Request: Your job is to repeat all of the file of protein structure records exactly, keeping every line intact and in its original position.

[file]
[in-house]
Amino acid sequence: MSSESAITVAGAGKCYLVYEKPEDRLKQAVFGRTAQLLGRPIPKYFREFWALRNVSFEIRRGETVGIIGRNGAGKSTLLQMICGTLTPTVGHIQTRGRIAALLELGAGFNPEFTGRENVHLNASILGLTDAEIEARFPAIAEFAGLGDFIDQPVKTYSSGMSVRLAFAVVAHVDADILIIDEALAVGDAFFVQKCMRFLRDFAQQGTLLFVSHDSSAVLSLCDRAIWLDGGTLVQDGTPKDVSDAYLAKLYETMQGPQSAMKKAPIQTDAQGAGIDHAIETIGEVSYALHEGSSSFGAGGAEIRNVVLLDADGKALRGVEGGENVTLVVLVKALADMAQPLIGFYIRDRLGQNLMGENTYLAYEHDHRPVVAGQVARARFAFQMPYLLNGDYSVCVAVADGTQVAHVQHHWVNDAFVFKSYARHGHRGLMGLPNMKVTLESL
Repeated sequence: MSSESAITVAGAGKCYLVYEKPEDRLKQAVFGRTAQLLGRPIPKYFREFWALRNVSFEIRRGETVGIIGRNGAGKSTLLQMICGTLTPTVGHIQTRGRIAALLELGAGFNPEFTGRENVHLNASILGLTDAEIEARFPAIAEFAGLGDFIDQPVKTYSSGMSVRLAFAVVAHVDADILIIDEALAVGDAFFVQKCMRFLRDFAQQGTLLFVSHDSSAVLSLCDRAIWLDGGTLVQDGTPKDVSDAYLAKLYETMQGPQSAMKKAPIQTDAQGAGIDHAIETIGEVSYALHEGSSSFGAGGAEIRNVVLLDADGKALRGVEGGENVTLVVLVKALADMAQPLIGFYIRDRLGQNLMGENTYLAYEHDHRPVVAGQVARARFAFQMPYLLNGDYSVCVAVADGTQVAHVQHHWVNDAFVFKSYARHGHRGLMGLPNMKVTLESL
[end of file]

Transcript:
[in-house]
Amino acid sequence: MSSESAITVAGAGKCYLVYEKPEDRLKQAVFGRTAQLLGRPIPKYFREFWALRNVSFEIRRGETVGIIGRNGAGKSTLLQMICGTLTPTVGHIQTRGRIAALLELGAGFNPEFTGRENVHLNASILGLTDAEIEARFPAIAEFAGLGDFIDQPVKTYSSGMSVRLAFAVVAHVDADILIIDEALAVGDAFFVQKCMRFLRDFAQQGTLLFVSHDSSAVLSLCDRAIWLDGGTLVQDGTPKDVSDAYLAKLYETMQGPQSAMKKAPIQTDAQGAGIDHAIETIGEVSYALHEGSSSFGAGGAEIRNVVLLDADGKALRGVEGGENVTLVVLVKALADMAQPLIGFYIRDRLGQNLMGENTYLAYEHDHRPVVAGQVARARFAFQMPYLLNGDYSVCVAVADGTQVAHVQHHWVNDAFVFKSYARHGHRGLMGLPNMKVTLESL
Repeated sequence: MSSESAITVAGAGKCYLVYEKPEDRLKQAVFGRTAQLLGRPIPKYFREFWALRNVSFEIRRGETVGIIGRNGAGKSTLLQMICGTLTPTVGHIQTRGRIAALLELGAGFNPEFTGRENVHLNASILGLTDAEIEARFPAIAEFAGLGDFIDQPVKTYSSGMSVRLAFAVVAHVDADILIIDEALAVGDAFFVQKCMRFLRDFAQQGTLLFVSHDSSAVLSLCDRAIWLDGGTLVQDGTPKDVSDAYLAKLYETMQGPQSAMKKAPIQTDAQGAGIDHAIETIGEVSYALHEGSSSFGAGGAEIRNVVLLDADGKALRGVEGGENVTLVVLVKALADMAQPLIGFYIRDRLGQNLMGENTYLAYEHDHRPVVAGQVARARFAFQMPYLLNGDYSVCVAVADGTQVAHVQHHWVNDAFVFKSYARHGHRGLMGLPNMKVTLESL